A recent news story has raised the interesting issue of scientific testing and the use of this by the Court. The former Belgian King Albert II has been ordered by the Courts in Belgium to submit a DNA sample. The Former King was ordered to do this by the Court in February within 3 months or to risk being presumed to be the father of a Belgian artist, Ms Boel. Ms Boel is alleging that the former Belgian King is her father. The former King denies the paternity claim. A Court set a time limit for him to provide the saliva sample and stated that without it, Ms Boel would be presumed to be his daughter and be eligible for inheritance.
Scientific and DNA testing is also used in the Family Court in England & Wales. For example, scientific testing may be directed by the Court in Children Act proceedings where one party alleges the other has an alcohol or substance abuse problem. In such cases, the Court may direct scientific hair strand testing, although there are other options available and the most appropriate form of testing will depend upon the circumstances of the case. It is not uncommon for the Court to make directions of this nature so such allegations can be investigated further and before it determines arrangements for the child. This is because the Court’s paramount consideration is the welfare of the child.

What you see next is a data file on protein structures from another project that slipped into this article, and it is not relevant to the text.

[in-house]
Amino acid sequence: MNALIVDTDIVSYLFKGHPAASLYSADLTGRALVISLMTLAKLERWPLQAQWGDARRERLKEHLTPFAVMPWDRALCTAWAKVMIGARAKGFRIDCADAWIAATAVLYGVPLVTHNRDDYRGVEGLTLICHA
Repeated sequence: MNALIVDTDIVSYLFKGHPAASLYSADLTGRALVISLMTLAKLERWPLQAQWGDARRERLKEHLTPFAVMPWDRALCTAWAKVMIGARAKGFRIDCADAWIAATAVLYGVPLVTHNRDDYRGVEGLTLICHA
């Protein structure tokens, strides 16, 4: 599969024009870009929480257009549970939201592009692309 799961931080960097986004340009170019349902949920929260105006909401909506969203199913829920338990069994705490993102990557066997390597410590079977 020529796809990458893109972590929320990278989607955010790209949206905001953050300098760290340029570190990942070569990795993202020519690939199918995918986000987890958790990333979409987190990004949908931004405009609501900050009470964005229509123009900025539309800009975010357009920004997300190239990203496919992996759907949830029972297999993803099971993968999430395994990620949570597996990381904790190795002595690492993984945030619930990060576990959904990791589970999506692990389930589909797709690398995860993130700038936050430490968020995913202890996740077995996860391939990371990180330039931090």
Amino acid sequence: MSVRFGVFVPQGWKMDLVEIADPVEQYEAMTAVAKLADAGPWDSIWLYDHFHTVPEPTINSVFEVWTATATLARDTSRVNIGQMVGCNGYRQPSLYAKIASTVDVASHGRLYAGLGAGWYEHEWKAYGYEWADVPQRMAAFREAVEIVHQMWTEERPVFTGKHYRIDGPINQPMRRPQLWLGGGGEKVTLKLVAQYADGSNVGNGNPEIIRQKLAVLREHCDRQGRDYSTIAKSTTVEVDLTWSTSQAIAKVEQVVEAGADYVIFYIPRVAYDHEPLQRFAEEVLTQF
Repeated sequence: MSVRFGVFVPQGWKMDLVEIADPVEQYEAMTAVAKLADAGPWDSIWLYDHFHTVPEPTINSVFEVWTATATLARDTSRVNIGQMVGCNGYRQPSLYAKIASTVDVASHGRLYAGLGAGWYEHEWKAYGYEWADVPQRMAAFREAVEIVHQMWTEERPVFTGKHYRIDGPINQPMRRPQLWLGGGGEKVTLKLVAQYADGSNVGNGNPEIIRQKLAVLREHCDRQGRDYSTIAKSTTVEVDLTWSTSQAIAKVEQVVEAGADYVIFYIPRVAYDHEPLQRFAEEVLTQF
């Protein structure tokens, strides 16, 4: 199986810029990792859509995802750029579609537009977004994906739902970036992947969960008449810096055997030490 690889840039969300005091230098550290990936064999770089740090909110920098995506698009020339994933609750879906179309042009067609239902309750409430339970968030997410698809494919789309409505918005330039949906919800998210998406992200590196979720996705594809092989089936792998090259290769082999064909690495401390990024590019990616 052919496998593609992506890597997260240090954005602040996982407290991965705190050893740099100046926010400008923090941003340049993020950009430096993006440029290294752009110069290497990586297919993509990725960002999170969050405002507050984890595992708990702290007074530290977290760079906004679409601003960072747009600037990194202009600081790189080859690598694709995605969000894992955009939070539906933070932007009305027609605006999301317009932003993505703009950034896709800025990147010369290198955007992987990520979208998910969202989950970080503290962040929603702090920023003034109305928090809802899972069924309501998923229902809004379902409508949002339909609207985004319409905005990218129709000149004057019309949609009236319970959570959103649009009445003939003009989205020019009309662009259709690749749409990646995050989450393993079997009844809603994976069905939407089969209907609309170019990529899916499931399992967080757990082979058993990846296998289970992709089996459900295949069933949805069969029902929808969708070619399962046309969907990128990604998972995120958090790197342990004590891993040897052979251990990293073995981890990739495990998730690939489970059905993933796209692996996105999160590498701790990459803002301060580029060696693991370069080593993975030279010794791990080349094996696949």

Like the Court in the news story above, the Court in England & Wales can also make provision for the use of scientific tests (including DNA tests) to determine parentage. Where a person fails to comply with a direction for a scientific test under the Family Law Reform Act 1969, the Court may draw inferences from that, depending on the circumstances. The Court of Appeal has held that where a father chose to exercise his right not to submit to being tested, the inference that he was the father of the child was virtually inescapable (Re A (a minor) (paternity: refusal of blood test)  2 FLR 463. This appears to be a similar approach taken by the Court in Belgium regarding the former King. In terms of the former Belgian King’s case, it is expected that Ms Boel’s claim will be determined at the end of this year.
The above highlights the importance of expert evidence in Court proceedings, including scientific expert evidence that is directed by the Court. At Maguire Family Law, we are specialists in Family Law and regularly deal with cases that require expert evidence, (including scientific evidence) in divorce, financial and children matters. It is important to consider the individual circumstances of each case and at an early stage. We seek to identify whether expert evidence is required and if so, the most appropriate format and type of expert evidence needed. Expert evidence is not only crucial as part of preparing a case but it can often be central in relation to the outcome of a case. It is therefore important that individuals are aware of what options are available to them and to seek legal advice at an early stage.